``def euler12()   maxInt = 1 << 64   (500..maxInt).each{|val|       numT = (val**2 + val)/2       limit = Math.sqrt(numT)       stepVal = (0 == numT % 2) ? 1 : 2       divs = 0       (1..limit).step(stepVal){ |x|           if 0 == numT % x then               divs += 2           end       }                                                      return numT if divs > 500                         }                                                  end                                                    ``
Problem 13: Find the first 10 digits (most significant) of the sum of 100 50-digit numbers.

``def euler13numArr = [...]sum = numArr.inject(0){|s,n| n+s}val=sum.to_s.slice(0..9)end``
Problem 14: Find the starting number, under 1,000,000, that produces the longest chain for the Collatz problem.

The Collatz conjecture, or problem, generates a chain of numbers that terminates at 1. The chain is generated as Ni+1 = { Ni / 2 if Ni is even, 3 Ni + 1 if Ni is odd. At first read this was an "egads!" problem. But after looking at it was depressing easy to solve. The immediate solution that came to mind is a recursive algorithm using memoization. As follows, this runs in just under 59 seconds on my computer.

``def findLen(start, cache)   len = cache[start]   if len       return start, len   else       nextVal = (0 == start%2) ? start / 2 : 3 * start + 1       nextVal, len = findLen(nextVal, cache)       cache[start] = len + 1       return start, len +1   endenddef euler14()   cache  = { 1 => 1 }   maxVal = 1   maxLen = 1   (2..1000000).each{ |start|       val, len = findLen(start, cache)       if maxLen < len           maxLen = len           maxVal = val       end   }   return maxVal, maxLenend``
I came up with an iterative approach as well. This is the same algorithm as the recursive solution, but it pushes values with unknown chain length onto a stack, instead of pushing them onto the call stack. This runs in just over 10 seconds which give a good indication on how expensive function calls can be.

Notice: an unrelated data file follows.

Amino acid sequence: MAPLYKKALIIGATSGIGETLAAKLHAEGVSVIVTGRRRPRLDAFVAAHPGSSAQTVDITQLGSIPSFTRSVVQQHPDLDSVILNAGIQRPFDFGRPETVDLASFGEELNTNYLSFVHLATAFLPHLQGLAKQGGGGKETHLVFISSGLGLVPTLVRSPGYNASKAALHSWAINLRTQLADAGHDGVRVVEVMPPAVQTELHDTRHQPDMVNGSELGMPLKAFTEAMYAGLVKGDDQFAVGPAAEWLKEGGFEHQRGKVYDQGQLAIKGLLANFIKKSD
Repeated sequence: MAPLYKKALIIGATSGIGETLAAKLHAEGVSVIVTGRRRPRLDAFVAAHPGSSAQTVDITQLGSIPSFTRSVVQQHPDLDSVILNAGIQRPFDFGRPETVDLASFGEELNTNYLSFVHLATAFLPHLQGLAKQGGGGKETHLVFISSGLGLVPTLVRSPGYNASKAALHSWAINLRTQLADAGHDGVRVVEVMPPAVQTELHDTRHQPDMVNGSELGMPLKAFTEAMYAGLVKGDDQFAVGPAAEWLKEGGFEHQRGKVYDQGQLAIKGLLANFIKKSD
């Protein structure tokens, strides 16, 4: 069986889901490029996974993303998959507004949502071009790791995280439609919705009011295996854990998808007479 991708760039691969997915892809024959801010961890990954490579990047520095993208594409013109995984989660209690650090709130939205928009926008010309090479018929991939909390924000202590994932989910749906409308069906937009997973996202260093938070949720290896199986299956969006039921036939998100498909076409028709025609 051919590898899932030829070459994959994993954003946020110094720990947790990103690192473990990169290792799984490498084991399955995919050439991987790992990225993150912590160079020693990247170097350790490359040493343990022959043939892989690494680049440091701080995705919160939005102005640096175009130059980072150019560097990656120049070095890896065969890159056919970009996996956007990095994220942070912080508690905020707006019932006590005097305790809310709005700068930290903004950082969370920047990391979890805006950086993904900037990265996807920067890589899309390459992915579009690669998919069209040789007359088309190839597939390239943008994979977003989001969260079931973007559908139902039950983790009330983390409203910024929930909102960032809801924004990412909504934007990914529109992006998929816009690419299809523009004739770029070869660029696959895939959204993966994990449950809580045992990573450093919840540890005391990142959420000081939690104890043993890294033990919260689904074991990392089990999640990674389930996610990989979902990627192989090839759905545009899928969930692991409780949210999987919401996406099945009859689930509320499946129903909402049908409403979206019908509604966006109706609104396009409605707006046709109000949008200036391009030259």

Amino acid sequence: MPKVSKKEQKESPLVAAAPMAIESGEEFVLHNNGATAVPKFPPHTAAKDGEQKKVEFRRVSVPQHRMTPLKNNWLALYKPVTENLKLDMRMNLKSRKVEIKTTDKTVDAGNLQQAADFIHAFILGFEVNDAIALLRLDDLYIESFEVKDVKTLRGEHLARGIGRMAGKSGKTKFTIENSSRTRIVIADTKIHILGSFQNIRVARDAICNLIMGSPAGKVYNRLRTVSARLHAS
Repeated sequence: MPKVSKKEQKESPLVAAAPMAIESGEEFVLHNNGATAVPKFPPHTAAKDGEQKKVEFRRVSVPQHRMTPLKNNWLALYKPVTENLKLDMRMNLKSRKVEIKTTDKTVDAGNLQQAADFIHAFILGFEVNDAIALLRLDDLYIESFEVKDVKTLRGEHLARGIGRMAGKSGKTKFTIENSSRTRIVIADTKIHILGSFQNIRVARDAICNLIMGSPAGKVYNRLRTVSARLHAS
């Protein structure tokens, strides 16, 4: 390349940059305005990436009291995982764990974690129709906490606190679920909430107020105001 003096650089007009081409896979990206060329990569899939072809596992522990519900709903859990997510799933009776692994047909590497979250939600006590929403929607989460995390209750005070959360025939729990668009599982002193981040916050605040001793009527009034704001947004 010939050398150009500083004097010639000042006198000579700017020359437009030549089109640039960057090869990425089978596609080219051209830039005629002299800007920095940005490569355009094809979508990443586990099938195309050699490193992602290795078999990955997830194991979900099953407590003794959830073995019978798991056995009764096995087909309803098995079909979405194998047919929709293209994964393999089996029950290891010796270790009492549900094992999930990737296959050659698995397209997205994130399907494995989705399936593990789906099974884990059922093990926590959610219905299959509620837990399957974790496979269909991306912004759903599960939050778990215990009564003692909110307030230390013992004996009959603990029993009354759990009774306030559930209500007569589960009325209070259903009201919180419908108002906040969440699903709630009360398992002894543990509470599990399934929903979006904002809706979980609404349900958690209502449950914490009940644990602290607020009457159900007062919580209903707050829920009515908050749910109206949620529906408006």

``def euler14_b()   cache = {1 => 1}   maxVal = 1   maxLen = 1   stack = []   (2..1000000).each{ |start|       val = start       len = cache[val]       while !len           stack.push(val)           val = (0 == val%2) ? val / 2 : 3 * val + 1           len = cache[val]       end       val = stack.pop       while val           len += 1           cache[val] = len           val = stack.pop                                     end       if maxLen < len           maxLen = len           maxVal = start       end   }   return maxVal, maxLenend``
Problem 15: How many routes are there through a 20 20 grid?

This was the most interesting problem out of this set. My first idea was to start at the end and generate valid paths back to the start. My second idea was, hey this is a tree, I should be able to calculate the number of paths directly. I thought that the number of paths should be proportional to the height of the tree. A good initial thought, but a little time at the white board showed that it was incorrect. A Google search turned up a blog entries by James Horsley and Real Ultimate Programming, after reading them and cracking open my dusty old discrete math books the answer is 40! / (20! * 20!) or C(40, 20).

To describe the answer in a bit more detail. One must always make 40 moves to get from the start to the finish. 20 moves down and 20 moves right. This gives 40! possibilities (20 down + 20 right). But since moves are indistinguishable, unordered, and without replacement, the total is reduced by 20! ways to select down moves, and 20! ways to select right moves. Or 40! / (20! * 20!).